Thursday, December 4, 2014

Faith based denial of the Singularity

Here is another article comparing concern about and interest in the singularity to religion.  The argument boils down to:  early AI researchers, at the very beginning stages of investigating the challenges of building intelligent machines, predicted the singularity would happen really soon, but it didn't.  Therefore, the singularity will never happen or, is so far off that, it is not worth thinking about and planning for.  That is precisely his argument and, as stupid as it is, I know a lot of smart people who feel that way.

I would concede that people who speculate that the singularity is coming soon don't have much solid evidence to point to.  But the same is true of people who speculate that it is a long way off.  One difference is that those speculating it will come soon do at least articulate coherent arguments about the trends that support their speculations.

For instance, deep learning neural nets appear to be scaling very well with increased data and processing power and have made brain inspired AI architectures a part of everyday life.  Long standing trends of increasing power of information technologies mean they will soon have power equivalent to our best estimates of the power of the human brain.  And, two massive projects to understand the brain, on the scale of sequencing the genome, are just getting underway.  Is it foolish to think that a combination of (1) a better understanding of how the brain works and (2) computing power equivalent to the processing power of the brain, might allow us to build computers that can perceive and think as well as the human brain?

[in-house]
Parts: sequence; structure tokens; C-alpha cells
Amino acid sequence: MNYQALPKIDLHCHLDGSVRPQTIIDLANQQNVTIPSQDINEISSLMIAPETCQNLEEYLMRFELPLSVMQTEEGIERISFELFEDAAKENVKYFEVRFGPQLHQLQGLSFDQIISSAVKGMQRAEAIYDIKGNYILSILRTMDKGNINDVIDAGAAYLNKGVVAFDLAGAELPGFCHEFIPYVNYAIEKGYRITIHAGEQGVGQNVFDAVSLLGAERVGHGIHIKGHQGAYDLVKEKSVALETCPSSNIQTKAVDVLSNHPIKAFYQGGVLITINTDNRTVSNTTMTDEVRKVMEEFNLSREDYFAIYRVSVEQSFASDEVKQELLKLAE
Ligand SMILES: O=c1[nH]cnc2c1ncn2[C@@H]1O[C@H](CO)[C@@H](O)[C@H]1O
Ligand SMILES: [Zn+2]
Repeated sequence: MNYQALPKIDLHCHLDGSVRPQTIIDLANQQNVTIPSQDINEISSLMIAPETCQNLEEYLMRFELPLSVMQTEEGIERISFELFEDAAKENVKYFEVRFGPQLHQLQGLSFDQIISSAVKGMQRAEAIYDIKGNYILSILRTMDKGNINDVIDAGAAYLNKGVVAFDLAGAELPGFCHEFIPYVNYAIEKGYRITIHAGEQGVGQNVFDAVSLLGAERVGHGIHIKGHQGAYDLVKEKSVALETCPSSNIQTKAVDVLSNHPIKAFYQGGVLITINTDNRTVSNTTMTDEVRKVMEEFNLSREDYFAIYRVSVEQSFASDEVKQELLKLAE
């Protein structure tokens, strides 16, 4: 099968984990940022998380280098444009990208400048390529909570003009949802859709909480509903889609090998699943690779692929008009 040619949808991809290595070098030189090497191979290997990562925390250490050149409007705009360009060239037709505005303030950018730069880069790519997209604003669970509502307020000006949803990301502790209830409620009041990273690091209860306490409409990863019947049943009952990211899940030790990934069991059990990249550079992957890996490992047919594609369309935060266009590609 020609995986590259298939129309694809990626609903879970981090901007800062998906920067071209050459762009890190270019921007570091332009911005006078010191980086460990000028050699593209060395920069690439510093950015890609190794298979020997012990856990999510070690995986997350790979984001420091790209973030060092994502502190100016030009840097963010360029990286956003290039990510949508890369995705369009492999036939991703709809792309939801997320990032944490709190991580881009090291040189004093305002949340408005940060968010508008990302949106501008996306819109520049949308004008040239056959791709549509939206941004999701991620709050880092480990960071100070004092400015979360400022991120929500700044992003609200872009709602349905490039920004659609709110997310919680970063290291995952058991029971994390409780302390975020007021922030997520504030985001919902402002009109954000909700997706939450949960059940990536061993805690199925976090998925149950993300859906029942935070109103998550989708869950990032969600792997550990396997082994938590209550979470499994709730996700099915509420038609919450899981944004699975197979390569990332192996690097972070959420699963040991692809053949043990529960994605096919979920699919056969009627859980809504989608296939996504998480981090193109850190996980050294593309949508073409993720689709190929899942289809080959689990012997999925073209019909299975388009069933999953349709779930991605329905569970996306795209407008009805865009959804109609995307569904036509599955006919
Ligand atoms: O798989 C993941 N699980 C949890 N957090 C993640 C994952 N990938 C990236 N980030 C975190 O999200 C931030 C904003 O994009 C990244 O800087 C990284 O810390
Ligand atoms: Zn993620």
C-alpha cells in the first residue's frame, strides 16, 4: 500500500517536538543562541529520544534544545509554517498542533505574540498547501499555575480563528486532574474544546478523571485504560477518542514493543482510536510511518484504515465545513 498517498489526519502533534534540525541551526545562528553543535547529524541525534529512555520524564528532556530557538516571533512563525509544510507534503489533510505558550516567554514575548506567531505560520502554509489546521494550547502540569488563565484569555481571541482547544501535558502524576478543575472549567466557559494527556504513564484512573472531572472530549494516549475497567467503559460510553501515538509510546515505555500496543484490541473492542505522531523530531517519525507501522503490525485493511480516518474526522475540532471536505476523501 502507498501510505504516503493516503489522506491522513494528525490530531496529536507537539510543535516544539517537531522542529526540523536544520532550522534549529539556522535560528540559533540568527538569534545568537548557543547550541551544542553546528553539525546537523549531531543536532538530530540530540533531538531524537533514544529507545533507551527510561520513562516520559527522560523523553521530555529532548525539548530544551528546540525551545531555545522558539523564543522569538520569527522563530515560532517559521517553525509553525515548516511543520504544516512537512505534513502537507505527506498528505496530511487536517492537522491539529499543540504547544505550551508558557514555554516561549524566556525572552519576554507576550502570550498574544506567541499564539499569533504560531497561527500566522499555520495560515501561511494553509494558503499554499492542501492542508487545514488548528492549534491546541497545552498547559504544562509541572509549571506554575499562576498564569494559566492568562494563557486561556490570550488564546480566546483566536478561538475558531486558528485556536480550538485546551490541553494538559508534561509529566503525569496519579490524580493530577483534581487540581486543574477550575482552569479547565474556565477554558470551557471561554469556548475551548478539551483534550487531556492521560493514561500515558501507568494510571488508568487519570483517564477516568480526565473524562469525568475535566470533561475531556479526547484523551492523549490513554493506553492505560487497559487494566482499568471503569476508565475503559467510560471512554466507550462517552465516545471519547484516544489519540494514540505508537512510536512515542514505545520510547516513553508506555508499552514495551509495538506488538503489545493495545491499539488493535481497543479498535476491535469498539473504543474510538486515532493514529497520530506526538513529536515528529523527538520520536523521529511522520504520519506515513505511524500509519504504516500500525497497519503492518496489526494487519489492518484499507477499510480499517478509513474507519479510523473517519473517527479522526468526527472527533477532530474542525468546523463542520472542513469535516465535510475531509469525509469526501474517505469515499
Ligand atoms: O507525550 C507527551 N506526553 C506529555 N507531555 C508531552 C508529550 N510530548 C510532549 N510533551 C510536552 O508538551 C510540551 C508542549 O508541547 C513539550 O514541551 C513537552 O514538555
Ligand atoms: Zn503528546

A twenty or thirty year time frame for the singularity may not be a sure thing, but it certainly isn't foolish to think it may happen in that time.  What is foolish is certainty that it won't happen in that time frame, merely because it hasn't happened yet.  As comforting as that certainty may be, it is pure faith.

Thursday, November 27, 2014

Stuart Russell nails it with analogy between development of nuclear power and AI

Russell makes the following analogy in the same conversation where Elon Musk predicts a dangerous AI event in 5 to 10 years:
"We switched everything off and went home. That night, there was very little doubt in my mind that the world was headed for grief."

So wrote Leo Szilard, describing the events of March 3, 1939, when he demonstrated a neutron-induced uranium fission reaction. According to the historian Richard Rhodes, Szilard had the idea for a neutron-induced chain reaction on September 12, 1933, while crossing the road next to Russell Square in London. The previous day, Ernest Rutherford, a world authority on radioactivity, had given a "warning…to those who seek a source of power in the transmutation of atoms – such expectations are the merest moonshine."

Thus, the gap between authoritative statements of technological impossibility and the "miracle of understanding" (to borrow a phrase from Nathan Myhrvold) that renders the impossible possible may sometimes be measured not in centuries, as Rod Brooks suggests, but in hours.

Good mainstream press coverage of Superintelligence and early precedent for regulating AI research

These articles in the mainstream press are giving decent coverage of the dangers and opportunities of AI research without making big mistakes or presenting weak counter arguments:

It seems like Bostrom, Hawking and Musk are quickly starting to have an impact on our public debate and awareness of these issues.  I think that is pretty hopeful.  If this becomes an area of intense research and concern (similar to climate change) perhaps we will survive the singularity after all!

On a related note, this seems like an interesting early precedent for regulating scientific research that poses existential threats, such as AI research:

Tuesday, November 18, 2014

The AI Gold Rush

Seven days ago, Geoff Hinton, perhaps the most important figure in the deep learning movement, made the following comment on his reddit AMA:
A few years ago, I think that traditional AI researchers (and also most neural network researchers) would have been happy to predict that it would be many decades before a neural net that started life with almost no prior knowledge would be able to take a random photo from the web and almost always produce a description in English of the objects in the scene and their relationships. I now believe that we stand a reasonable chance of achieving this in the next five years.